Dr Magnolia Cardona is a trained GP, Associate Professor of Health Systems Research and end-of-life researcher at Bond University, and an advocate for older people. She is the co-author of Dying safely.



The statements or opinions expressed in this article reflect the views of the authors and do not necessarily represent the official policy of the AMA, the MJA or InSight+ unless so stated.

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6 thoughts on “Managing doctors’ grief following a patient’s death

  1. Barry Fatovich says:

    This is a thoughtful and timely issue. Working in Palliative Care as a GP means that there are regularly people, I form a bond with and in their deaths, a sense of loss. My way of dealing with these feelings varies but includes, visiting the family and offering my condolences and sharing the experiences of the last times, sometimes it’s a phone call, sometimes its attending the funeral in which I almost inevitably learn things I wish I had known. People respond positively and I have found it helpful personally.

  2. Anonymous says:

    Intra operative or postoperative deaths , especially in elective surgery are particularly traumatic for surgeons and anaesthetists ( and the nurses in theatre) as they usually are unexpected and inevitably some blame is felt, reasonably or unreasonably. We learnt to deal with this only by bitter experience, the hardest thing often was talking to relatives afterwards and trying to explain what happened at the same time as acknowledging their shock, grief, and sometimes anger. We hold ourselves to very high standards and such deaths are hard to accept, invariably we question why we did not anticipate it or could we have prevented ? We learn lessons from each death, and find our own ways to cope. One important point; If it happens in the middle of an elective operating list then the remainder of the list should be postponed or turned over to someone else ( as pilots do ) as the surgeon and anaesthetist are not in a fit state of mind.

  3. maryellen yencken says:

    Thank you to the above specialist who have commented. It’s lovely as a GP to hear that you have written to patients families. I believe it would have meant the world to them even if you never heard back.

  4. Samantha Hall says:

    If any doctor or medical student is struggling with processing grief, or with any other issue, there is a confidential doctor to doctor support service in every state and territory. Doctors’ Health NSW offers an independent, free and safe space to talk to an experienced GP at any time (02 9437 6552).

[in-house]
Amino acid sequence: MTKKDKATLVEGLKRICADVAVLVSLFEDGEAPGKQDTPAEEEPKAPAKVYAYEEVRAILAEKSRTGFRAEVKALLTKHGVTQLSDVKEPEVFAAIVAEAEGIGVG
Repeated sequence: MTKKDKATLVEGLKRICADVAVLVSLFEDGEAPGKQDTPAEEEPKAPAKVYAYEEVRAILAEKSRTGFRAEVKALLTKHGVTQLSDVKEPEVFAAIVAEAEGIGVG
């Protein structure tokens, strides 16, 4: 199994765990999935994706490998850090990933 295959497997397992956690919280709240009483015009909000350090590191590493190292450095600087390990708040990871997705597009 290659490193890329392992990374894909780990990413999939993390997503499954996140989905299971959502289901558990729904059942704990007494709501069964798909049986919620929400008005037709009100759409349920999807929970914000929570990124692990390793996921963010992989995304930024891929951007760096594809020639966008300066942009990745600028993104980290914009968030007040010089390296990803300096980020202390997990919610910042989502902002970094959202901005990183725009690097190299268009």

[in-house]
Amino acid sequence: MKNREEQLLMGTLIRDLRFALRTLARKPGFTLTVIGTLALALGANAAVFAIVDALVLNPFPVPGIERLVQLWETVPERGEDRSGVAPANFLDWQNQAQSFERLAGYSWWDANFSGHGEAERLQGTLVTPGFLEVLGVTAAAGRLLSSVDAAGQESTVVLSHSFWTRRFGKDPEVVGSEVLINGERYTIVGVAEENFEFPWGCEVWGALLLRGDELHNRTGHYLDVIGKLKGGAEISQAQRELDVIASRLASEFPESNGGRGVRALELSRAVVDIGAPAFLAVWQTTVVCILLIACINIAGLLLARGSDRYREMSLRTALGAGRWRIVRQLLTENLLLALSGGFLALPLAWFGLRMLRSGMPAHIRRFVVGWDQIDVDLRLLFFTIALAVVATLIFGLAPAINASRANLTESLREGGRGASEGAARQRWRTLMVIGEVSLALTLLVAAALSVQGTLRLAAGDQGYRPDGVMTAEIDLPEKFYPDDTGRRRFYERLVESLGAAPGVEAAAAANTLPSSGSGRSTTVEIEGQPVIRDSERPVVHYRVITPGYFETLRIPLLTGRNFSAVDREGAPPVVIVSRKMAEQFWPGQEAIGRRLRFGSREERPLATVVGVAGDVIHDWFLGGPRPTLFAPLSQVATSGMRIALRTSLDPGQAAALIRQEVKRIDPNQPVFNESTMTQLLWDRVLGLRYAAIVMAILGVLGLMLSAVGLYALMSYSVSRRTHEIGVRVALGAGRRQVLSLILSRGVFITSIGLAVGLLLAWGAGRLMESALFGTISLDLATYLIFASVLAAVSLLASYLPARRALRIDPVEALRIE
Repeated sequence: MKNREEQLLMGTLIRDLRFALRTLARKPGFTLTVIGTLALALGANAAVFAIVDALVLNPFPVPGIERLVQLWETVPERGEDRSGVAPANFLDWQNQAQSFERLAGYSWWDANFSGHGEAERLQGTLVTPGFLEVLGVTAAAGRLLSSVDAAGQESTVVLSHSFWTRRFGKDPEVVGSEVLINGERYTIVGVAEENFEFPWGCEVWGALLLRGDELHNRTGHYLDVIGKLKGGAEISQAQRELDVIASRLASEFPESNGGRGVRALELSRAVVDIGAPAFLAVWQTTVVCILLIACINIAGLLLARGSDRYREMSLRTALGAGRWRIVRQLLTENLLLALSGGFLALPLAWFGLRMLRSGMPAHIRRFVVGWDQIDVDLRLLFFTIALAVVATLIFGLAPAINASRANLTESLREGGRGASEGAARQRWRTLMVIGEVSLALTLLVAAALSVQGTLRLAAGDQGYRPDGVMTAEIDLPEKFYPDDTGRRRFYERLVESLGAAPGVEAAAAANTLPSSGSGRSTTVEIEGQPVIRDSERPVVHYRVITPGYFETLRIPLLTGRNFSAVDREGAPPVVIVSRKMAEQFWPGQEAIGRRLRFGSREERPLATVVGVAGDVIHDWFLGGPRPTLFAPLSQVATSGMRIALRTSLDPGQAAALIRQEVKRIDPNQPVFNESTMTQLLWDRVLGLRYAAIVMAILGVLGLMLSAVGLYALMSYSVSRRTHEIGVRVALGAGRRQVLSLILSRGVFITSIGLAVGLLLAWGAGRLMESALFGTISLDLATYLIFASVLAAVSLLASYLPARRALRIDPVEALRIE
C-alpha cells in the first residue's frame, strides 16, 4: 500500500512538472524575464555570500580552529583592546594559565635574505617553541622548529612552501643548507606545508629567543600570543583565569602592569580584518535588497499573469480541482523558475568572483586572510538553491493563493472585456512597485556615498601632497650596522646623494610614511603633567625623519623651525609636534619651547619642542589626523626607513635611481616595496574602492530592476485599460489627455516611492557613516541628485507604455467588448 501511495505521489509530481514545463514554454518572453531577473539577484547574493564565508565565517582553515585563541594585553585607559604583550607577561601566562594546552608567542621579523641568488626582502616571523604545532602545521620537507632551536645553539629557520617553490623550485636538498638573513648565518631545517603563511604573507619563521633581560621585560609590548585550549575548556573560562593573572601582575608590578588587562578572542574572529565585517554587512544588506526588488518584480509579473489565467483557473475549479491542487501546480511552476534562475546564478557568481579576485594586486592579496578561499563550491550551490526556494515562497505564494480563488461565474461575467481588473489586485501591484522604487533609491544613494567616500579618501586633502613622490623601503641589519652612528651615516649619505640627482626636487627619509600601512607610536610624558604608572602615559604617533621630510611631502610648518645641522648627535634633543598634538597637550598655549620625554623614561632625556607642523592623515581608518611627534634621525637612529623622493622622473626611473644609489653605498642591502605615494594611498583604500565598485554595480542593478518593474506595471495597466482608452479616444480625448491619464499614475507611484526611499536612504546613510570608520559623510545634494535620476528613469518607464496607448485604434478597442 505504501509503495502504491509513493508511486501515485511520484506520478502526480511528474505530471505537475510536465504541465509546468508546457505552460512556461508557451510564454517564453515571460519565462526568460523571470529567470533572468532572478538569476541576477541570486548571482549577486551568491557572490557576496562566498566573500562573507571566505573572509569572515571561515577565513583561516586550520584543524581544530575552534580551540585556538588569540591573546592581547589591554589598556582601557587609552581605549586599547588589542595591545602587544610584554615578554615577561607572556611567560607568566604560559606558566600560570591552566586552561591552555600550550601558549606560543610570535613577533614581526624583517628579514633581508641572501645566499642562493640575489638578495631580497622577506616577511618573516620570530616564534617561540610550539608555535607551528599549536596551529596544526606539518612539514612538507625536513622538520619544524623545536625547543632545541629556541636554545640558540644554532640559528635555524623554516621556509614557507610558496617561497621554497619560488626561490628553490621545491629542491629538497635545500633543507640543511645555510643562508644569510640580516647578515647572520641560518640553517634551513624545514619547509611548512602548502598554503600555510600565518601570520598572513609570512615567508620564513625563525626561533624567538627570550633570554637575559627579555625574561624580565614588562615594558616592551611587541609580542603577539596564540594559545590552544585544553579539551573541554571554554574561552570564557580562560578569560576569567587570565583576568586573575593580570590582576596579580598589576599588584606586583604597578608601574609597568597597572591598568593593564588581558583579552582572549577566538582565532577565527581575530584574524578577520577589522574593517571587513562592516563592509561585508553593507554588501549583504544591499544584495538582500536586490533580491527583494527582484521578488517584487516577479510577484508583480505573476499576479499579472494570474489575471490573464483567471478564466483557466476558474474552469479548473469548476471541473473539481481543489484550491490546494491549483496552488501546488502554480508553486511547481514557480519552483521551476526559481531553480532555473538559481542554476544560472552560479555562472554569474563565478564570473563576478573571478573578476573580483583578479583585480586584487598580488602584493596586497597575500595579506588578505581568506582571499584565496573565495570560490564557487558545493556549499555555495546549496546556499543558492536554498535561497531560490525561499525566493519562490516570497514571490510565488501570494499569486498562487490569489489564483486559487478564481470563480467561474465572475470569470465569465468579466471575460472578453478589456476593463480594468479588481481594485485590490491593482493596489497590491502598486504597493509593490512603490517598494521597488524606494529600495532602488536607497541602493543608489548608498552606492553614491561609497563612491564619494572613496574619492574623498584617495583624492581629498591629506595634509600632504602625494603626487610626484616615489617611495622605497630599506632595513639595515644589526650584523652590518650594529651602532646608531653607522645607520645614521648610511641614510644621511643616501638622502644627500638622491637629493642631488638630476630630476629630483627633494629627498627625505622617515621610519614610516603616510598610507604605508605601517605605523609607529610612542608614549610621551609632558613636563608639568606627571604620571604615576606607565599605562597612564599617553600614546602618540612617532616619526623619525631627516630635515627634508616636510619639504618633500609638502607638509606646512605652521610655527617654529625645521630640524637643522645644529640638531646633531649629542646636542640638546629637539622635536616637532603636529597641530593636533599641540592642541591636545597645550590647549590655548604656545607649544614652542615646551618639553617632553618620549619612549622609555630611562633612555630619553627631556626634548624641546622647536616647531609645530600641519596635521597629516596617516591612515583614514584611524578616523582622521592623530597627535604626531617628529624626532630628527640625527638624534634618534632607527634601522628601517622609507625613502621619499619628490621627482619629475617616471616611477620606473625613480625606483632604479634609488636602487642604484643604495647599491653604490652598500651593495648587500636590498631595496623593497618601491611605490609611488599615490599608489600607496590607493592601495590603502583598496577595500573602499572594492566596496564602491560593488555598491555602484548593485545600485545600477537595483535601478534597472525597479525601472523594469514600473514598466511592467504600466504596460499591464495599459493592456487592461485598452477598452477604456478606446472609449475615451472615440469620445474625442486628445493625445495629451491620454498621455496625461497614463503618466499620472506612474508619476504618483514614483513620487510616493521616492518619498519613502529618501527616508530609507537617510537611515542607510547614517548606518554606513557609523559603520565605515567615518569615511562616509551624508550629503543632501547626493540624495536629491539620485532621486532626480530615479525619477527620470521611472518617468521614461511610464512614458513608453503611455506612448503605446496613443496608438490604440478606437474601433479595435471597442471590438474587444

5. Jodi Lynch says:

    As a medical oncologist, dealing with grief is part of my everyday work. When a patient we care for dies, mourning their loss is very important and sometimes it can be personally challenging. We now more often see people with intensity over a long period as patients are living longer, celebrating the highs and commiserating the lows in life with them. I have always found that writing to the family , reflecting on the positive interactions with the team during their treatment offers solace and acknowledges the hardship and suffering of the patient and family , helping me process what has happened as well. Being present when they are present and finding beauty and joy every day is what is important. Sharing your thoughts with others who are grieving and being gracious, knowing you did the best for your patient helps one find peace and being open to discuss and listen to others vital for wellbeing.

  6. David Wattchow says:

    I agree that the death of a patient is challenging. As well as for GPs it is also acute for specialists, especially where one has done some physical intervention. Death can occur in violent circumstances and also be anticipated (e.g. disseminated cancer).

    For many years I did write to the patient’s relatives after they had died expressing my sadness at their death and also that many persons (nurses etc.) had tried their very best for the patient. I only came across one other surgeon who did this but there may well have been more.

    I never received any feedback from relatives about this but it seemed like a human thing to do.